Climbing: New route up Monte Sarmiento East

Correo electrónico Imprimir - Interview with Chilean alpinist Camilo Rada after the first ascent, carried out with Natalia Martinez from Argentina, of a new route up the North Face of Monte Sarmiento in Patagonia. Suerte de Sarmiento is only the second route to the East summit after the first ascent carried out by Clemente Maffei and Carlo Mauri in 1956.
Monte Sarmiento doesn't often appear in mountaineering news. Is this perhaps the reason why it is one of the legendary mountains of Patagonia? And further afield too? Apart from being located in a total remote and inhospitable position - at the western tip of Cordillera Darwin in the Chilean part of the Tierra del Fuego - its mountaineering history is shrouded in a veil of mystery and fascination as thick as the clouds that envelope its summit. After a long "courtship" this splendid peak was first climbed on 7 March 1956 by two of the finest Italian climbers of that era, Clemente Maffei and Carlo Mauri during an expedition organised by another historic Patagonian explorer, Father Alberto Maria de Agostini. Mauri and Maffei succeeded in reaching the East summit of Monte Sarmiento and theirs was an astounding climb, a unique, unrepeatable moment. So much so that no one else set foot on the East summit until last August. Despite numerous attempts by talented alpinists, the other (few) successes were carried out exclusively on the nearby West summit of Sarmiento. This included, obviously, the first ascent of the West summit carried out by the Italian Ragni di Lecco expedition; Salvatore Panzeri, Lorenzo Mazzoleni, Bruno Pennati, Pinuccio Castelnuovo and Gianmaria Confalonieri all reached the West summit. They were followed in 1995 by John Roskelley, Tim Macartney-Snape and Stephen Venables, and by Ralf Gantzhorn, Jörn Heller and Robert Jasper in 2010. But, as we mentioned, the East summit, the highest point, remained untouched until 24 August 2013 when Natalia Martinez and Camilo Rada climbed a beautiful direct line up the North Face in winter. For them - and not only for them - Monte Sarmiento is a legendary mountain. Camilo explains why.
Why is Sarmiento such a magical mountain. Tell us more about its early history that makes it so legendary
Wow, that question could easily be the beginning of a new book! But I'll try to summarise... From what is known, Mount Sarmiento first entered our history books in the summer of 1579-80 when Pedro Sarmiento de Gamboa was sent to chase the pirate Sir Francis Drake at the Magellan Strait. Before that Mount Sarmiento was probably a central icon of the Yaghan and Selk'nam but all this was lost when these people were slaughtered. Sarmiento de Gamboa was very impressed by this mountain and he named it "Volcán Nevado" (Snowy Volcano). Since then and for more than a century the maps showed a mysterious volcano dominating the featureless and unexplored island of Tierra del Fuego, some times filled with drawings of giant Indians, often surrounded by marine monsters. The British Admiralty explorations carried out between 1826 and 1836 unravelled the real topography of Tierra del Fuego, thanks in particular to the figures like Robert Fitz Roy, Charles Darwin and Phillipe Parker King. King realised that the "Volcán Nevado" wasn't a volcano after all and decided to rename it Mount Sarmiento, after its discoverer.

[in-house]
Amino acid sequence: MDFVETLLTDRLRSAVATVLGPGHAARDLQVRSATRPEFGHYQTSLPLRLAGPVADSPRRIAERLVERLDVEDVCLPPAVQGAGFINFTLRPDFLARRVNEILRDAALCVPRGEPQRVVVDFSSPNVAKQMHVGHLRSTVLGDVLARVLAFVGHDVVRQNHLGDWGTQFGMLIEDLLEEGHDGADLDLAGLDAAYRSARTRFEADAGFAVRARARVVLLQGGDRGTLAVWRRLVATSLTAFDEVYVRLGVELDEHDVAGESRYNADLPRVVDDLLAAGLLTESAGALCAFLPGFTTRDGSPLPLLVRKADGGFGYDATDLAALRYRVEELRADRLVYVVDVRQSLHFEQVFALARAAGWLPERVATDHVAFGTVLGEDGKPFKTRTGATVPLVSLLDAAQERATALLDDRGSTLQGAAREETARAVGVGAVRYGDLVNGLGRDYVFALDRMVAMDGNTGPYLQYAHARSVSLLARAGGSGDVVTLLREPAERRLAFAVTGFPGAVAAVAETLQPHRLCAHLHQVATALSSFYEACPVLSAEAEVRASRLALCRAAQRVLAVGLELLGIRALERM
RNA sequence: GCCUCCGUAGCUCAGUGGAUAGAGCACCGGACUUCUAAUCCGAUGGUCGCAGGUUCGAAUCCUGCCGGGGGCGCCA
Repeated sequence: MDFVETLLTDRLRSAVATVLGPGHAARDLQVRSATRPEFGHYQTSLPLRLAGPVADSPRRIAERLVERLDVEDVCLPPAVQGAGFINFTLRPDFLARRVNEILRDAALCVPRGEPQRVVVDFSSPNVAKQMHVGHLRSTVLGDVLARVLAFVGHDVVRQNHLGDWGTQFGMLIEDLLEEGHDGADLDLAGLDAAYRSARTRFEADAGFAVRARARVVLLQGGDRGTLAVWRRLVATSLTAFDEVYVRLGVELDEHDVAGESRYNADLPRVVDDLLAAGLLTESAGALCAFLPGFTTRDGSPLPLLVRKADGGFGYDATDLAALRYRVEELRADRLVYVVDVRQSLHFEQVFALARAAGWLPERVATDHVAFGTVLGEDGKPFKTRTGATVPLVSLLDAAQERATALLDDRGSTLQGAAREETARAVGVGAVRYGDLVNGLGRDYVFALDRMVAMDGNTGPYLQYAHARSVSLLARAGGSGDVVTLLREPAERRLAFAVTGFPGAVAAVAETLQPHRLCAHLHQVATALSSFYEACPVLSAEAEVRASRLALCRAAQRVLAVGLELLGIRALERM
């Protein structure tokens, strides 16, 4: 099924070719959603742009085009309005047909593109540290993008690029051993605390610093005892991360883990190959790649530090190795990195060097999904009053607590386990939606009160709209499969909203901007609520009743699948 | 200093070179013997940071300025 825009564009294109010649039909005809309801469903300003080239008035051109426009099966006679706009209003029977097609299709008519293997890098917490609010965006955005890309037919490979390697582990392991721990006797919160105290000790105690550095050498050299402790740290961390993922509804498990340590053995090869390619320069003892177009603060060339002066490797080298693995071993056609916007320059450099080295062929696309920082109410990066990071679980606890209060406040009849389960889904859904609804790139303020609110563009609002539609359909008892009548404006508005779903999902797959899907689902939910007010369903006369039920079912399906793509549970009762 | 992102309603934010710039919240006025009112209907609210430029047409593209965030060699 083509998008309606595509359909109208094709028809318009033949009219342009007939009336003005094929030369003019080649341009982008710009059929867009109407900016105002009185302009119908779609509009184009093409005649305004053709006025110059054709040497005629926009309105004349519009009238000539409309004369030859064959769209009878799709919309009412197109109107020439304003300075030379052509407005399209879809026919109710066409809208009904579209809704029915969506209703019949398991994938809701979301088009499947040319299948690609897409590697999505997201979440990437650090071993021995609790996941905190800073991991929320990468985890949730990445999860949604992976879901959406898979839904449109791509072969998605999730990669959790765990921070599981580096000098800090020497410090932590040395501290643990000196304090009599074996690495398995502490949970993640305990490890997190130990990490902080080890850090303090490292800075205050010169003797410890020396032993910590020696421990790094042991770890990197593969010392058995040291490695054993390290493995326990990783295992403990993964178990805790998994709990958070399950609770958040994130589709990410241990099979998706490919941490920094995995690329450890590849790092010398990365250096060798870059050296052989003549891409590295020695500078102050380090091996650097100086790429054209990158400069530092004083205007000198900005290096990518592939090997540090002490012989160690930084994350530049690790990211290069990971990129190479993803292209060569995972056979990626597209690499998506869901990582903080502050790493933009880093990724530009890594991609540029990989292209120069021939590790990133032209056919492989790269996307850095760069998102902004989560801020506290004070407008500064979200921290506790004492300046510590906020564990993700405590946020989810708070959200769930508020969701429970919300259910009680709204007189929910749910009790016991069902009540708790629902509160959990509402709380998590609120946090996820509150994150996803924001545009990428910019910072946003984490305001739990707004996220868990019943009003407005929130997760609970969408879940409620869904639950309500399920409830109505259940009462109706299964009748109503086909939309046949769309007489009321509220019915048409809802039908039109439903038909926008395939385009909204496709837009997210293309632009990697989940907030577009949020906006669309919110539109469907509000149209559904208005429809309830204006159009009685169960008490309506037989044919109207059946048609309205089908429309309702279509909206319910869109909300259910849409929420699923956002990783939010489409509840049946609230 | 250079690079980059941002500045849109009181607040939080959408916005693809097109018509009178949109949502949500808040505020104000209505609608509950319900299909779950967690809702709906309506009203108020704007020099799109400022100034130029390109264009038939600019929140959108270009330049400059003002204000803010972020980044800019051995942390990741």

Thanks to proper charts and steam engines the Magellan Strait started a gold era and while thousands of travelers knew about this mysterious mountain, always hidden between clouds, only the lucky ones got a glimpse of it. All were astonished by the massive size of Mount Sarmiento rising 2200m straight from the sea: even by modern standards it is not easy to find something similar! It is a omnipresent sentinel mentioned in all exploration tales that talk of these remote lands, and it is also known also as a superb natural weather forecast: even today every fisherman in Magallanes knows that if Mount Sarmiento is visible, a storm is coming. Jules Verne, in his novel "Twenty Thousand Leagues Under the Sea" published in 1870, mentions the mountains forecast properties when the submarine Nautilus, navigating near Cape Horn, ascends to the surface and gets a clear view of Mount Sarmiento in the distance...
Then the time came for people to try and climb it
It was first attempted by Domenico Lovisato in 1882, but the first expedition set up with the aim of climbing Mount Sarmiento was in 1898, organised by Sir Martin Conway who came to America to climb Mount Aconcagua and Mount Sarmiento. This gives you an idea of the relevance of this mountain at that time. Although Conway failed, he discovered the best access route to the mountains upper reaches, the same that many followed, including us. You can find many quotes of travelers and explorers deeply moved by Mount Sarmiento's appearance but it was the Italian priest Alberto Maria De Agostini who got charmed the most. After three attempts between 1913 and 1914, at times spending up to two months on the mountain, he spent his life dreaming about "the ice sphinx" ("La Sfinge di ghiaccio"), and at the age of 73 he organized a big multidisciplinary expedition with the main objective of climbing Mount Sarmiento. For this he recruited some of the best Italian climbers at the time that included the likes of Carlo Mauri, Clemente Maffei, Luis Carrel, Luigi Barmasse, Camilo Pellissier and others. In total they spent 57 days on the mountain and after failing a few times on the north face, right at the last moment Mauri and Maffei launched a quick attempt along the south ridge, reaching the summit after a epic ascent enveloped in clouds and battered by strong winds.  Read more here..